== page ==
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(Bloomberg) — European Union officials are discussing the possibility of using the assets of sanctioned Russian magnates to help fund Ukraine’s war reparations, according to three people familiar with the case.

The idea is at a very early stage and no decision has been made yet, the people said. One possibility would be to use the assets to fund war reparations, the people added. Any decision on how to handle the assets should ultimately be taken by the Member States.

“At the moment the assets are only frozen,” said Eric Mamer, spokesman for European Commission President Ursula von der Leyen, when asked for comment. “The president has not asked to investigate this.”

Since Russia’s invasion of Ukraine last month, the EU has sanctioned dozens of Russian tycoons, including some of the country’s richest billionaires. Following the adoption of the sanctions, several member states have immobilized assets such as superyachts, private jets and property. Italy alone has frozen about 780 million euros ($862 million) in assets, government publications show.

The current sanctions regime makes it possible to freeze assets and the EU announced on Thursday that it has set up a “Freeze and Seize” task force to share information between member states to better implement the measures.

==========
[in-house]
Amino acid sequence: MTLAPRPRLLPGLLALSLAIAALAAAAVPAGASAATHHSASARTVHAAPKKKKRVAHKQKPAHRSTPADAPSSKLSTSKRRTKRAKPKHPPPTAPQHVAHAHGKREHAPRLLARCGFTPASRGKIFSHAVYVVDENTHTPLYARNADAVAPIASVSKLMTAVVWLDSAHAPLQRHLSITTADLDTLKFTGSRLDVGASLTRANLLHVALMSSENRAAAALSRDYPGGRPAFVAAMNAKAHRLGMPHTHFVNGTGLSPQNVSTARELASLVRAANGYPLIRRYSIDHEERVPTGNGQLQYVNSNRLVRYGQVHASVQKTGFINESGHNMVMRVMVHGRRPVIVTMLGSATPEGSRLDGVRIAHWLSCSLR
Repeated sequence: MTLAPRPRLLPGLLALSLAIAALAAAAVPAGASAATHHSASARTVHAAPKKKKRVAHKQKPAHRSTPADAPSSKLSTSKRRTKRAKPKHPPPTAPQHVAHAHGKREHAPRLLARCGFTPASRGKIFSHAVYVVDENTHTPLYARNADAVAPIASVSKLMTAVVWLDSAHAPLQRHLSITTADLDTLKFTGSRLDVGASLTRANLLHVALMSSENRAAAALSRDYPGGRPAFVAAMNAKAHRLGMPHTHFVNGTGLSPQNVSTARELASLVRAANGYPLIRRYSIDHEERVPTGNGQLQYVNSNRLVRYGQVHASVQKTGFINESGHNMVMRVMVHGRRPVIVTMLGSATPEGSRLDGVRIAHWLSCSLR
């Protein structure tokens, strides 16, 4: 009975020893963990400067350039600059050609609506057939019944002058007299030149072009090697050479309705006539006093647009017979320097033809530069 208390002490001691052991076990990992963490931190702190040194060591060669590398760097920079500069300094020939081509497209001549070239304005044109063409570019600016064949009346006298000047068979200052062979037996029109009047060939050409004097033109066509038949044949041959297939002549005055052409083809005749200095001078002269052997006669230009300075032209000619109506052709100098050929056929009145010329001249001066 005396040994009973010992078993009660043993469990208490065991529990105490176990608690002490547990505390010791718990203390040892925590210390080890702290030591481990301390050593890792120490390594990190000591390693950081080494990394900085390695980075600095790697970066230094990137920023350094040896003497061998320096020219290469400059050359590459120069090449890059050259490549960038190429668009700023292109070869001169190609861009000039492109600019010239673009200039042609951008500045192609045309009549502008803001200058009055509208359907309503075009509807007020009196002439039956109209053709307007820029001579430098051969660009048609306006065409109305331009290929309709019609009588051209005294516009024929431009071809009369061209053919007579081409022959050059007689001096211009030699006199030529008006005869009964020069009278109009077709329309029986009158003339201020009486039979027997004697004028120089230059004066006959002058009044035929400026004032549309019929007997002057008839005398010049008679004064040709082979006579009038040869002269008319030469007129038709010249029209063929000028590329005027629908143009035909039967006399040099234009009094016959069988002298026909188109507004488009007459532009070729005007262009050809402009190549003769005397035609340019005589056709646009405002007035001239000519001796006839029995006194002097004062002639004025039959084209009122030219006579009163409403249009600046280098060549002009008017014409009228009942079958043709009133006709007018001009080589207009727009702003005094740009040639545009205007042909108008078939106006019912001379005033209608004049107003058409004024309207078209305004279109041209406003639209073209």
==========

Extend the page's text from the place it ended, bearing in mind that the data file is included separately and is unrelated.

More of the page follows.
According to a statement released by the bloc’s executive to announce the initiative, the task force aims to “go one step further: it will coordinate member states’ actions to seize and, where required by national law, to confiscate assets of the listed goods. Russian and Belarusian oligarchs.”

In addition to the European Task Force, the EU will also work with the group of seven countries, including the US and Australia, on REPO – the task force “Russian Elites, Proxies and Oligarchs – to coordinate efforts to identify the assets of those individuals and entities sanctioned in connection with Russia’s invasion of Ukraine are taking “legal steps to locate, contain, freeze, seize and, where appropriate, seize or confiscate their assets,” the statement said. press release.

The discussion stems from growing concerns about Ukraine’s ability to support its military operations and provide services to its citizens, especially as its ability to issue bonds on the international market is significantly limited.

Separately, European Council President Charles Michel announced on Friday that he has spoken with Ukrainian President Volodymyr Zelenskiy about the possibility of establishing a Ukraine Solidarity Fund. Such a mechanism would provide short-term liquidity for the country’s defense efforts and basic services, as well as pay for longer-term investments to rebuild the economy, another official said. Michel said partners can contribute through an international donor conference.

This post EU officials consider using sanctioned Russians’ assets for Ukraine

was original published at “https://www.bloombergquint.com/politics/eu-officials-mull-using-sanctioned-russians-assets-for-ukraine”